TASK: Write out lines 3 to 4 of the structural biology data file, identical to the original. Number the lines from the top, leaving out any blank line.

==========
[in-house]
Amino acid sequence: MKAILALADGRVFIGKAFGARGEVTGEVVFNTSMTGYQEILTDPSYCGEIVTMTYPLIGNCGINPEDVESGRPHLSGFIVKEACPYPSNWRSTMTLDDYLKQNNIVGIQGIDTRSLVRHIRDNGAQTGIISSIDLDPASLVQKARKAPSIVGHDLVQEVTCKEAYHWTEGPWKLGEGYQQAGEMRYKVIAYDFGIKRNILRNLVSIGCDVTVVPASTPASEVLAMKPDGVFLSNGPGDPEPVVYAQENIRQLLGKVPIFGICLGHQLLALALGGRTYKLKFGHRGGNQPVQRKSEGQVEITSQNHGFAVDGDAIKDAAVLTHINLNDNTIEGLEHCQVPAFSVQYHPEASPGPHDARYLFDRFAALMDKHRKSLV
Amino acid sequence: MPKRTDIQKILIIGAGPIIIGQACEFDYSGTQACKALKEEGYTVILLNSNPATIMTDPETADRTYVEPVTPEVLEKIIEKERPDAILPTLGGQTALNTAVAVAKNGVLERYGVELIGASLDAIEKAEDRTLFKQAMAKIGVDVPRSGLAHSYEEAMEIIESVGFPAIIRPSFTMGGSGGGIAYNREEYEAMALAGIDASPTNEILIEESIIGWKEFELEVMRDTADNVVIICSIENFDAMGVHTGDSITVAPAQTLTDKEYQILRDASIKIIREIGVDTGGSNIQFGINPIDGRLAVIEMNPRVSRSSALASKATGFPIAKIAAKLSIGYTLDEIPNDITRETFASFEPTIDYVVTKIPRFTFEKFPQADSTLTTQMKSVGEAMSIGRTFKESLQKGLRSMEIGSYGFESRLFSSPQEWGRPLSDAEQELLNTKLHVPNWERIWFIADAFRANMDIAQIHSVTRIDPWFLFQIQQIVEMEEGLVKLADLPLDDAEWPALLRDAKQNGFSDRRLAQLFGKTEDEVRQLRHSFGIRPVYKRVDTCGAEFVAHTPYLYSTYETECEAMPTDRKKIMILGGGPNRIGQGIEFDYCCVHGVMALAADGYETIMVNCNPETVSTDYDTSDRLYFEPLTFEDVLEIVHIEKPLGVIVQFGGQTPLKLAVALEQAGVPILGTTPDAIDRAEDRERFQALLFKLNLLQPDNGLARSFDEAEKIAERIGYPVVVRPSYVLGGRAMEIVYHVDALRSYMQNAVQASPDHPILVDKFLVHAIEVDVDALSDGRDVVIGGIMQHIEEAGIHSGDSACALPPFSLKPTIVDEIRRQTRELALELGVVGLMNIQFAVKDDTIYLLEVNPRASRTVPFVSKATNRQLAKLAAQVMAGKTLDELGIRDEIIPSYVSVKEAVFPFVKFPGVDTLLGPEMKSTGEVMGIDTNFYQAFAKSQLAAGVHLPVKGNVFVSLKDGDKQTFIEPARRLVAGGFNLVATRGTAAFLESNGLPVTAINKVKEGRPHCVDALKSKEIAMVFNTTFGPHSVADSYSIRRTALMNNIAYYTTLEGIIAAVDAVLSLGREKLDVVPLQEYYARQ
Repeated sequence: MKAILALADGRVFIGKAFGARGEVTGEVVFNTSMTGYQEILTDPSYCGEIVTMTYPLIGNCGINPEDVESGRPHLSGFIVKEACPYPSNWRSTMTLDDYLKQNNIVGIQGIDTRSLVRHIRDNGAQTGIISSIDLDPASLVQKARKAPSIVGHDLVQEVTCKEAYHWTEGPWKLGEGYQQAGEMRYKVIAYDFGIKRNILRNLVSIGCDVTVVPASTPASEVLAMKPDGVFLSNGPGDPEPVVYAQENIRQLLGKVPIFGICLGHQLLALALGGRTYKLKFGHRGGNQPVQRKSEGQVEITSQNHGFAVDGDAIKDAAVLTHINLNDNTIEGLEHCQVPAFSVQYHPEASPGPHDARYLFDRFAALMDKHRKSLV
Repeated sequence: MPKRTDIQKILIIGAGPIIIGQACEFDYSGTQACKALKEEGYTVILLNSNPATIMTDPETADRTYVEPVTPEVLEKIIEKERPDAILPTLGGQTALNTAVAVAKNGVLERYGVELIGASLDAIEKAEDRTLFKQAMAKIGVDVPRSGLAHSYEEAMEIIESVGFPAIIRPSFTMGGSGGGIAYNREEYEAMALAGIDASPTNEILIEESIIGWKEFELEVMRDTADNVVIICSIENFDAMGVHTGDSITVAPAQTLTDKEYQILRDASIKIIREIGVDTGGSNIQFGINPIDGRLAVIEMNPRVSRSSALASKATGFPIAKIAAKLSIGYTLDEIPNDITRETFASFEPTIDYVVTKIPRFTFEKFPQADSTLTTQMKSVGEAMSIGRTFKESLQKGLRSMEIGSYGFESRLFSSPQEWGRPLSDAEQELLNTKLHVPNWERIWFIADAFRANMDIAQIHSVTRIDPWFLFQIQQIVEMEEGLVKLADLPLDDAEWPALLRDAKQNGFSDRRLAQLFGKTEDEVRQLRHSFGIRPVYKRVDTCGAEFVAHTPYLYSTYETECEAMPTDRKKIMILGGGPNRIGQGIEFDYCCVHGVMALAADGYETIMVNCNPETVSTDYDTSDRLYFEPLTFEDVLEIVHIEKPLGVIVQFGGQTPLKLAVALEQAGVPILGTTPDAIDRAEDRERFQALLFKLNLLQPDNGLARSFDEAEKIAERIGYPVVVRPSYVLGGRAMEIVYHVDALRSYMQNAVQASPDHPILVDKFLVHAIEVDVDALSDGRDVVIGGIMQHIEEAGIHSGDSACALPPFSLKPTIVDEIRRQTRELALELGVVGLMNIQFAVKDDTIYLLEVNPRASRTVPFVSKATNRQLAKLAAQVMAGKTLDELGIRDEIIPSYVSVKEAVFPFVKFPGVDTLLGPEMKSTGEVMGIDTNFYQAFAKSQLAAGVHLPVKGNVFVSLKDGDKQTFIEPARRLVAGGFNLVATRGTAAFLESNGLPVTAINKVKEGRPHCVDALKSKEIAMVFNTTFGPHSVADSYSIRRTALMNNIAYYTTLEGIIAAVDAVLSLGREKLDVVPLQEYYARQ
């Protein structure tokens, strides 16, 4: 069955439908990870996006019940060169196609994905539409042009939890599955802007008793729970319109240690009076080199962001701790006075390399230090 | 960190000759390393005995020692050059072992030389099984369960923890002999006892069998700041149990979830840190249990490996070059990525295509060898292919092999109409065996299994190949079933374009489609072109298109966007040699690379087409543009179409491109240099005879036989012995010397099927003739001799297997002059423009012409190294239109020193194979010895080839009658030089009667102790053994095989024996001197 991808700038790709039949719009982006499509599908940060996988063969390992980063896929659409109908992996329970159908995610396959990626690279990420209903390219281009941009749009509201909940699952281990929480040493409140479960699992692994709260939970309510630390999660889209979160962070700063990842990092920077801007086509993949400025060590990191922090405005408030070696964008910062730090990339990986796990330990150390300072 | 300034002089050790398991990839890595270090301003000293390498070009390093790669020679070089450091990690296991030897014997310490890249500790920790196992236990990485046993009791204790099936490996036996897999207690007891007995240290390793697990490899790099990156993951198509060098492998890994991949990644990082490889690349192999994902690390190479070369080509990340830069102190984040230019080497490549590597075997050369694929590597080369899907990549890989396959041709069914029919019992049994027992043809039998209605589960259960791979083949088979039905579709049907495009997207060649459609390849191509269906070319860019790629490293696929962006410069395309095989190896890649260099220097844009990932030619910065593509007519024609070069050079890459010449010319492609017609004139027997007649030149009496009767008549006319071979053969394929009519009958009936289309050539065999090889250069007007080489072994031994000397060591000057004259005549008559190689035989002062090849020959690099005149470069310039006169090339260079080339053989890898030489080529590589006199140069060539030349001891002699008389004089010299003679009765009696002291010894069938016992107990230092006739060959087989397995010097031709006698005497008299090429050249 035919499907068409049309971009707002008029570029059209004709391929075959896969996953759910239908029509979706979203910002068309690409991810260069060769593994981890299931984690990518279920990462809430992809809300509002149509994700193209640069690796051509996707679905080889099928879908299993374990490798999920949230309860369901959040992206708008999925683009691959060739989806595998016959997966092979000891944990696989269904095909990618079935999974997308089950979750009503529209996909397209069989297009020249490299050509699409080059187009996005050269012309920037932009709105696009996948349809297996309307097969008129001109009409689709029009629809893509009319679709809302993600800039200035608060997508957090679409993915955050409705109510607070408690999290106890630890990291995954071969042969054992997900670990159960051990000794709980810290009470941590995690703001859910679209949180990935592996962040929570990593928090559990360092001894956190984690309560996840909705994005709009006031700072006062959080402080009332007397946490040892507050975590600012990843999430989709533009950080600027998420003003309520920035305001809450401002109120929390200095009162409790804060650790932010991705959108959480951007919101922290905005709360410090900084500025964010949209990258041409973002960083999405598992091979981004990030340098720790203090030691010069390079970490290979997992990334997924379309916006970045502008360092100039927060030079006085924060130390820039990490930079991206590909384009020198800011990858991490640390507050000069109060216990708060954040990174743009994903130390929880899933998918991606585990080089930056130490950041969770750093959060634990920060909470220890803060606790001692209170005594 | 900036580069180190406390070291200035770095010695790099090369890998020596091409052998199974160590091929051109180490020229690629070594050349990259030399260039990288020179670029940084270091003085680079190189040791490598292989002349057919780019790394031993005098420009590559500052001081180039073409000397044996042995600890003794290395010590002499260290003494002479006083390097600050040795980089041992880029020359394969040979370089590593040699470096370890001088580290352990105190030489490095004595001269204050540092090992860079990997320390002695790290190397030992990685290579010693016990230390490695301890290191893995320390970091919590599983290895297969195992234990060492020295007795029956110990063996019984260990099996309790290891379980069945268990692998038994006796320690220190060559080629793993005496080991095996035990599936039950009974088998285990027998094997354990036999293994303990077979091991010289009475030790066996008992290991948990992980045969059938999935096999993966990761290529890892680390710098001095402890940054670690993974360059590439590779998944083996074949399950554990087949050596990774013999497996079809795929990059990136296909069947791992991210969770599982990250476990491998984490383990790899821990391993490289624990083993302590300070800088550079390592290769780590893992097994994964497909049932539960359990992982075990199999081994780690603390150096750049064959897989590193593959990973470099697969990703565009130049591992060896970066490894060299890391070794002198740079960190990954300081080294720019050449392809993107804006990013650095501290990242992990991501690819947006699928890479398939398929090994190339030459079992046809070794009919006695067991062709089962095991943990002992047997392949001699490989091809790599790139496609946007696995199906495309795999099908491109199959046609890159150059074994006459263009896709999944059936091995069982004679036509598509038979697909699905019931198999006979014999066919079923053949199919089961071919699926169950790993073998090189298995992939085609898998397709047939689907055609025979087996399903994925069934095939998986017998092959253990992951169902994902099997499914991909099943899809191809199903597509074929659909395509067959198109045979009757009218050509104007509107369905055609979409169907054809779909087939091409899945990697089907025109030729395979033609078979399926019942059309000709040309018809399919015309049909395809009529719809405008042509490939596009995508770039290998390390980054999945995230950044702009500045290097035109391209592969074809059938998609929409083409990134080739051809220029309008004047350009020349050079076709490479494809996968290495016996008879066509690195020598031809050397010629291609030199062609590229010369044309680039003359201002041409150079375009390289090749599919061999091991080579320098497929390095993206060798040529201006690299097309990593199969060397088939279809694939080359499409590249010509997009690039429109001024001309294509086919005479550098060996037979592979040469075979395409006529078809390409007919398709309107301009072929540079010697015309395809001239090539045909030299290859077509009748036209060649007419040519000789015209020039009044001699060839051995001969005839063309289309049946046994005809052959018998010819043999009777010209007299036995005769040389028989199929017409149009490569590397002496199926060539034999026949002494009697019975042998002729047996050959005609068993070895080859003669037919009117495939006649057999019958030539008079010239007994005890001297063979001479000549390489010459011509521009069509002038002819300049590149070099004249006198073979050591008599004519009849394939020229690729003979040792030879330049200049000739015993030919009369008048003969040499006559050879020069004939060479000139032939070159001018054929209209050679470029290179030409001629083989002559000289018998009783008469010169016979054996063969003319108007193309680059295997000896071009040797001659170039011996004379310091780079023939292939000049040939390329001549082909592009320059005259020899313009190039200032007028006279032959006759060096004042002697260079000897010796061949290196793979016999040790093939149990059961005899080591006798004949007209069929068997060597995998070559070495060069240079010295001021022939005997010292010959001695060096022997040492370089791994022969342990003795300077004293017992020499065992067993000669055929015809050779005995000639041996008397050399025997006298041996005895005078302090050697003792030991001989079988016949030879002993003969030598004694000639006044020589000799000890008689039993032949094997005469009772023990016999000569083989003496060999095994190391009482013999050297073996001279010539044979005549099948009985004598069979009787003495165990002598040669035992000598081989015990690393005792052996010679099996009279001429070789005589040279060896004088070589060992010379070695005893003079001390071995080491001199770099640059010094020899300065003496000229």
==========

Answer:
Amino acid sequence: MPKRTDIQKILIIGAGPIIIGQACEFDYSGTQACKALKEEGYTVILLNSNPATIMTDPETADRTYVEPVTPEVLEKIIEKERPDAILPTLGGQTALNTAVAVAKNGVLERYGVELIGASLDAIEKAEDRTLFKQAMAKIGVDVPRSGLAHSYEEAMEIIESVGFPAIIRPSFTMGGSGGGIAYNREEYEAMALAGIDASPTNEILIEESIIGWKEFELEVMRDTADNVVIICSIENFDAMGVHTGDSITVAPAQTLTDKEYQILRDASIKIIREIGVDTGGSNIQFGINPIDGRLAVIEMNPRVSRSSALASKATGFPIAKIAAKLSIGYTLDEIPNDITRETFASFEPTIDYVVTKIPRFTFEKFPQADSTLTTQMKSVGEAMSIGRTFKESLQKGLRSMEIGSYGFESRLFSSPQEWGRPLSDAEQELLNTKLHVPNWERIWFIADAFRANMDIAQIHSVTRIDPWFLFQIQQIVEMEEGLVKLADLPLDDAEWPALLRDAKQNGFSDRRLAQLFGKTEDEVRQLRHSFGIRPVYKRVDTCGAEFVAHTPYLYSTYETECEAMPTDRKKIMILGGGPNRIGQGIEFDYCCVHGVMALAADGYETIMVNCNPETVSTDYDTSDRLYFEPLTFEDVLEIVHIEKPLGVIVQFGGQTPLKLAVALEQAGVPILGTTPDAIDRAEDRERFQALLFKLNLLQPDNGLARSFDEAEKIAERIGYPVVVRPSYVLGGRAMEIVYHVDALRSYMQNAVQASPDHPILVDKFLVHAIEVDVDALSDGRDVVIGGIMQHIEEAGIHSGDSACALPPFSLKPTIVDEIRRQTRELALELGVVGLMNIQFAVKDDTIYLLEVNPRASRTVPFVSKATNRQLAKLAAQVMAGKTLDELGIRDEIIPSYVSVKEAVFPFVKFPGVDTLLGPEMKSTGEVMGIDTNFYQAFAKSQLAAGVHLPVKGNVFVSLKDGDKQTFIEPARRLVAGGFNLVATRGTAAFLESNGLPVTAINKVKEGRPHCVDALKSKEIAMVFNTTFGPHSVADSYSIRRTALMNNIAYYTTLEGIIAAVDAVLSLGREKLDVVPLQEYYARQ
Repeated sequence: MKAILALADGRVFIGKAFGARGEVTGEVVFNTSMTGYQEILTDPSYCGEIVTMTYPLIGNCGINPEDVESGRPHLSGFIVKEACPYPSNWRSTMTLDDYLKQNNIVGIQGIDTRSLVRHIRDNGAQTGIISSIDLDPASLVQKARKAPSIVGHDLVQEVTCKEAYHWTEGPWKLGEGYQQAGEMRYKVIAYDFGIKRNILRNLVSIGCDVTVVPASTPASEVLAMKPDGVFLSNGPGDPEPVVYAQENIRQLLGKVPIFGICLGHQLLALALGGRTYKLKFGHRGGNQPVQRKSEGQVEITSQNHGFAVDGDAIKDAAVLTHINLNDNTIEGLEHCQVPAFSVQYHPEASPGPHDARYLFDRFAALMDKHRKSLV